Program curbs prison violence through conflict resolution.

Author:Love, Bill
Position:State Correctional Institution of Huntingdon, Pennsylvania - Includes related article - Stemming the Violence
 
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Prison violence can create chaos and widespread behavior problems among inmates and morale problems among inmates and staff. Most corrections systems track the number of fights and assaults each day and mete out punishment after an incident. But to effectively reduce violence in prison, officials must take a more proactive approach by resolving problems before they intensify. Corrections officers can attest to the fact that minor disagreements often are antecedents to major disturbances.

At the State Correctional Institution at Huntingdon, Pa., which houses some of the state's most aggressive inmates, staff must deal with violence every day. Of the 2,200 inmates, nearly a third are serving life sentences and many have extensive histories of assaultive behavior.

Every year, the Pennsylvania Department of Corrections spends hundreds of thousands of dollars on emergency preparedness equipment and staff training. This training prepares a select group of employees to respond to crises. Such training is invaluable; however, we have learned that improving officers' communication skills enables them to respond more effectively to conflicts with inmates and co-workers. We need to teach inmates and staff how to get along better and resolve their differences peacefully.

Why should corrections officers want to get along with murderers, robbers, rapists? Most corrections officers view their jobs as providing for secure custody and control of inmates. Many would resist the notion that their job should go beyond giving direction and orders.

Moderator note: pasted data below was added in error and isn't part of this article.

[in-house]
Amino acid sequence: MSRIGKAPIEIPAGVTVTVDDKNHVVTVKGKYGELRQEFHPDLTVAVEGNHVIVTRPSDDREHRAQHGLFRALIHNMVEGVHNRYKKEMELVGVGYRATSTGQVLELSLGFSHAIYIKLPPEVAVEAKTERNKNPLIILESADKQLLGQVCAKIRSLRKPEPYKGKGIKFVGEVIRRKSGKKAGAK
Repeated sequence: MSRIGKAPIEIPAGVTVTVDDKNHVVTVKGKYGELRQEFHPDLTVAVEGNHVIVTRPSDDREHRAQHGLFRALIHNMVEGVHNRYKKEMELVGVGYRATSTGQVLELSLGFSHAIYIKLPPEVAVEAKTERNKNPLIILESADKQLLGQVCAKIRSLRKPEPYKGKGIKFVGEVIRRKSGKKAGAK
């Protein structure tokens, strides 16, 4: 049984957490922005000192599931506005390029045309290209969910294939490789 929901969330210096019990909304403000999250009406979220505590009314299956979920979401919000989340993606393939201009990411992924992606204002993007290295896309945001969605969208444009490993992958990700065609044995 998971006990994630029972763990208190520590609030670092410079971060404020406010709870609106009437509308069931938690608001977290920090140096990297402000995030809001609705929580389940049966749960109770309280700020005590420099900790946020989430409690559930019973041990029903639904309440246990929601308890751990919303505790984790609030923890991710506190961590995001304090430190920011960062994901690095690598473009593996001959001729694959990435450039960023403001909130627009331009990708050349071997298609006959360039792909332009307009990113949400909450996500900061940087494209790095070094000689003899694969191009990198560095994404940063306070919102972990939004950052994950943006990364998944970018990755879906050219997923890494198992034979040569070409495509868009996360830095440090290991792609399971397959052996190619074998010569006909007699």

But good relations between inmates and staff are important to maintaining safety and order in an institution. The DOC is learning that communication and conflict resolution are effective tools for managing their inmate populations.

Conflict Resolution In Pennsylvania Prisons

Conflict resolution was introduced to the Pennsylvania DOC more than 14 years ago at the State Institution at Rockview by Marie Hamilton, executive director of the Voluntary Action Center. Superintendent Joe Mazurkiewicz wanted to provide a resource for inmates who had a history of aggressive behavior.

The conflict resolution course promised to give inmates the skills and the resources to handle their own anger and that of other inmates more appropriately and in a nonviolent manner. One of the main objectives of the course is teaching respect for one's self and others. The main components of conflict resolution are values clarification, listening...

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